According to the National Philanthropic Trust (NPT), Americans donated over $389 billion in 2016. Most of that money, 72% to be exact, came from individual donors. Most of those donations likely went directly to qualified 501(c) charitable organizations. However, more and more people are using donor advised funds as their charitable vehicle of choice. Individuals planning to make a charitable gift before the end of the year may wish to consider a gift to a donor advised fund as well.
How Donor Advised Funds Work
Donor advised funds are charitable vehicles that allow for an immediate tax deduction of a financial gift during the tax year in which it was made. A $10,000 donation to a donor advised fund before December 31, 2017, counts as a 2017 charitable donation and will be a deductible expense on the 2017 tax return. (For related reading, see: Cut Your Tax Bill With Donor Advised Funds.)
However, unlike a direct gift to a charity, donor advised funds may retain assets and pay out charitable gifts at a later date. The donor determines who receives funds and when they receive them. For example, a donor could give $10,000 to a donor advised fund today, and spread that gift out to a number of charitable organizations over a period of years. Or the entire gift could be paid out in 2018, but the donation still counts as a tax deduction for 2017.
Reasons for Giving to a Donor Advised Fund
If you are an investor who is charitably inclined consider these five reasons for giving to a donor advised fund this year.
- If your income was unusually high this year, it might pay to max out your charitable contributions in 2017 rather than spreading them out over the coming years. Maybe you received a bonus, sold a business or exercised your company stock options. An unusual windfall like this could push you into a higher tax bracket for the current tax year. Making a charitable donation now, when your tax bracket is high, reduces the total amount of taxes you will pay on this windfall. If you wait until a future tax year to make your charitable donation, this opportunity may be lost.
- If your total itemized deductions are less than $24,000 next year (assuming you are a married person who files jointly with your spouse), you will use the standard deduction and likely pay the same Federal income tax bill, whether you make a charitable contribution or not. So, a 2017 donation to a donor advised fund may make sense, since you can write it off this year. Next year, if you take the standard deduction, you may give up the ability to deduct your charitable donation.
- Avoid capital gains taxes on appreciated assets. When you gift appreciated assets like stock, mutual funds or real estate, the capital gains tax that would normally be due on the sale of those assets is avoided. A cash donation of $10,000 to charity provides a tax deduction of $10,000. However, if you donate a stock valued at $10,000 that was purchased for only $1,000, you also avoid the capital gains taxes that you would owe on the sale of that stock. For most taxpayers that is a savings of 15% of the $9,000 capital gain - the difference between the value of the stock and what you paid for it - in addition to any amount you save off your Federal income taxes.
- You haven’t decided where you want your donation to go. One of the major advantages of donor advised funds is that you get the full tax benefit of making a charitable donation today, but you can decide where you want your money to go tomorrow, next year, 10 years from now or whenever. There is no time limitation for donor advised funds. Perhaps you would like to support a faith-based organization that feeds the hungry. There are dozens, if not hundreds, of such organizations around the country. Deciding which one is right for you could take some time. With a donor advised fund, you can make your donation and take the tax deduction now, then take all the time you need to do your due diligence before disbursing your gift. (For related reading, see: Tips on Charitable Contributions: Limits and Taxes.)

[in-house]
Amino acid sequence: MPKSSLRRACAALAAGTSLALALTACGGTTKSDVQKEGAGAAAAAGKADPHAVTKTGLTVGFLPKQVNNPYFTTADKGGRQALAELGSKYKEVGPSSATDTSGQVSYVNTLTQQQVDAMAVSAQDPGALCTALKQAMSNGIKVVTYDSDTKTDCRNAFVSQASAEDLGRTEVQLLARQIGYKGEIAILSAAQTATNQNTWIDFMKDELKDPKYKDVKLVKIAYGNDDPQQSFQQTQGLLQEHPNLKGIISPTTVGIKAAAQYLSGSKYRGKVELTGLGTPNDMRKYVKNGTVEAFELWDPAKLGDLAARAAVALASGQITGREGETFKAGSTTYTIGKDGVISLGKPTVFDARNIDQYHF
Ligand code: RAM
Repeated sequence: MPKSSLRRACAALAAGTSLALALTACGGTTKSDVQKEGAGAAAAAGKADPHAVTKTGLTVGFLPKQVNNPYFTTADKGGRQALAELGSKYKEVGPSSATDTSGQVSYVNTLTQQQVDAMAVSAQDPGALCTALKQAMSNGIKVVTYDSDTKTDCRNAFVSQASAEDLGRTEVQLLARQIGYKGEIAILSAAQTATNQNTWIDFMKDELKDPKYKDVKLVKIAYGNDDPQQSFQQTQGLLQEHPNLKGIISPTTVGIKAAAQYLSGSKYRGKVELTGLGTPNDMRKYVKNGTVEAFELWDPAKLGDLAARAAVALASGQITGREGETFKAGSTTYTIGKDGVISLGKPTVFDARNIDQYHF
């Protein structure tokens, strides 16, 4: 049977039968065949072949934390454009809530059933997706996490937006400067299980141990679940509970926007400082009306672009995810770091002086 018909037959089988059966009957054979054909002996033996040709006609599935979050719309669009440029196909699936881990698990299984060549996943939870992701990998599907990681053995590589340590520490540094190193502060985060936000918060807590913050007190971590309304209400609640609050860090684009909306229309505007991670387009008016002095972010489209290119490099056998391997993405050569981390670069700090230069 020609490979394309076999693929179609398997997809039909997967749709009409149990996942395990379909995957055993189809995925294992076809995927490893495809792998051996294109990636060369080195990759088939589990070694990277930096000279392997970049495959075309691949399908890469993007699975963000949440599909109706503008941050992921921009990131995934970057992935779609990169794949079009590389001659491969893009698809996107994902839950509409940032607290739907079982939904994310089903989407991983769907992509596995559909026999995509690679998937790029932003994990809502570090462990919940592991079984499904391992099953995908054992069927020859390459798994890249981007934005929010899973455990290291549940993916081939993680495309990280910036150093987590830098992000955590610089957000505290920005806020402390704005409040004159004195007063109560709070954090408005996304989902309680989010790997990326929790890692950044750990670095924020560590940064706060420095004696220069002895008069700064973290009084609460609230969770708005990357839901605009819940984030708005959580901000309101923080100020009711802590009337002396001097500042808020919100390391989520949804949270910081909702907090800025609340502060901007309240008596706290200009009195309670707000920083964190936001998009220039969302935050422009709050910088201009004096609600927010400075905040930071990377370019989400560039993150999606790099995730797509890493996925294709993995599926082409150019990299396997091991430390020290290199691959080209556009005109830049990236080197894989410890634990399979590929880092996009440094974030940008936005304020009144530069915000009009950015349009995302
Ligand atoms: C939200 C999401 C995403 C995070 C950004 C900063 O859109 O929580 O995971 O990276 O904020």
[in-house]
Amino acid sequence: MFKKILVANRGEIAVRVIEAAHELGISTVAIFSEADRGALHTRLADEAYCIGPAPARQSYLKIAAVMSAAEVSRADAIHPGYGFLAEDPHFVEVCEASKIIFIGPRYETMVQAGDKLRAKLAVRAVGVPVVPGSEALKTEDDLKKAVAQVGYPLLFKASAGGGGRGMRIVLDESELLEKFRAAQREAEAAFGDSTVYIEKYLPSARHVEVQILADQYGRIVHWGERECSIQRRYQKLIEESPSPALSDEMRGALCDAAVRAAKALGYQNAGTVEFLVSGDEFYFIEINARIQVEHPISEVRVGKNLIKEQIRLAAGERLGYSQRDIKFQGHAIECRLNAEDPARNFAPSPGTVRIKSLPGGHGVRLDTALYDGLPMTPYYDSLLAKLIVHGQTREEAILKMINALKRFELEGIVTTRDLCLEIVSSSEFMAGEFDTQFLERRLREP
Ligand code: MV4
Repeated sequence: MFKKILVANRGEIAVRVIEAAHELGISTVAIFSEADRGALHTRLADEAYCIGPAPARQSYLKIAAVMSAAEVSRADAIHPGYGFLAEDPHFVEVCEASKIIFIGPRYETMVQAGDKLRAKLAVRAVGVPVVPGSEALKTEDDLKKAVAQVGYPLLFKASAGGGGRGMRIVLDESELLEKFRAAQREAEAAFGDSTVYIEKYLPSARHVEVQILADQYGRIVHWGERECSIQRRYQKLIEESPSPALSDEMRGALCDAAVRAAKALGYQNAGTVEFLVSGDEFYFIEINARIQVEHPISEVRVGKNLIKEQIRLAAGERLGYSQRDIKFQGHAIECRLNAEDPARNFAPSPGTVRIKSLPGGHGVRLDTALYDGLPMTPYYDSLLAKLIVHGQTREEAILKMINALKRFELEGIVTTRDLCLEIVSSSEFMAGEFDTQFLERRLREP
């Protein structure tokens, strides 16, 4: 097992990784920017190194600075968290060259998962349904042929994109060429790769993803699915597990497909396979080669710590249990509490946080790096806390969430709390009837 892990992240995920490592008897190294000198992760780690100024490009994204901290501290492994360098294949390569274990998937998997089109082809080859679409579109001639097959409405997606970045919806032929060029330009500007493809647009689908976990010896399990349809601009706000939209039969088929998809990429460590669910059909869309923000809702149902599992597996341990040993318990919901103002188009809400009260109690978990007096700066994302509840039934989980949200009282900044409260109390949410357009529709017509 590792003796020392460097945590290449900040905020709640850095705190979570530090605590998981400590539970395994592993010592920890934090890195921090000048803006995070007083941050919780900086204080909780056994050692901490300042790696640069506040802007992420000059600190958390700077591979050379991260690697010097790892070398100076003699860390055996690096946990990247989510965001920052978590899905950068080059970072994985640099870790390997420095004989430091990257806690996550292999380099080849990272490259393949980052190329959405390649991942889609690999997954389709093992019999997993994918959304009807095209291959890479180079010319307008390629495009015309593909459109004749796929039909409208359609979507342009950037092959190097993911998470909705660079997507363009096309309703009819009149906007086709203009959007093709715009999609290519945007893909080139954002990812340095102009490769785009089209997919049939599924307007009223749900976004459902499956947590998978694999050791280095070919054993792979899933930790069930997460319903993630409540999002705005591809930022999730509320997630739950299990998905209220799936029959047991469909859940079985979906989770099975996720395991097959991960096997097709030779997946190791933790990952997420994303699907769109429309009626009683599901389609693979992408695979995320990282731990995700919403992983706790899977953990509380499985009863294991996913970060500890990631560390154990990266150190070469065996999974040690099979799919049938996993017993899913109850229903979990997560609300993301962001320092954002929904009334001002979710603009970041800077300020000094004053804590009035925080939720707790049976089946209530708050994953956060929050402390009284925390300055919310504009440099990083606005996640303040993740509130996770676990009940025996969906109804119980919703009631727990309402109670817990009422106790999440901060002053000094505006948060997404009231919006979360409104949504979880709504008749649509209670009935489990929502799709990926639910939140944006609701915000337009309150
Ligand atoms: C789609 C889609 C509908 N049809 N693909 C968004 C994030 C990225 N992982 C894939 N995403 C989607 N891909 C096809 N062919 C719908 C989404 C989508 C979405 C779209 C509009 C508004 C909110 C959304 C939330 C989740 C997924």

- Create a charitable legacy that supports your favorite causes for years to come. Aside from the tax deduction (which should never be your reason for making a financial gift), the real benefit of donor advised funds is that you control who gets what and when they receive it. Since there is no requirement that you must use up your donor advised fund by a specific date, you could instruct your donor advised fund to divvy out a percentage of the balance or a specific dollar amount each year. Or you could see what the year brings and provide financial support to disaster victims, humanitarian crises, capital campaigns and other charitable giving opportunities as they arise. You get to decide.
The Pros and Cons
Everything has its pros and cons. Before committing a large dollar amount to a donor advised fund, be sure to consider the following drawbacks.
- Donations to donor advised funds are irrevocable. Even though you control which organizations get your money and when, your donation is no longer yours once you deposit it into your fund. There are no do overs.
- There are over 250,000 donor advised funds. Fees and expenses vary. However, administrative fees at the largest donor advised funds are about 0.6% plus any fees associated with your investments.
- Most donor-advised funds have account minimums to meet. Two of the three largest donor advised funds have minimum account balances as low as $5,000. If you wish to gift smaller amounts, a direct donation to your charity may make more sense.
- Some donor advised funds may limit your investment options, place limits on the types of organizations you can support or set a minimum disbursement amount for each charitable gift.
Donor advised funds can help you start your own personal giving legacy. (For related reading, see: Donor Advised Funds: The Benefits and Drawbacks.)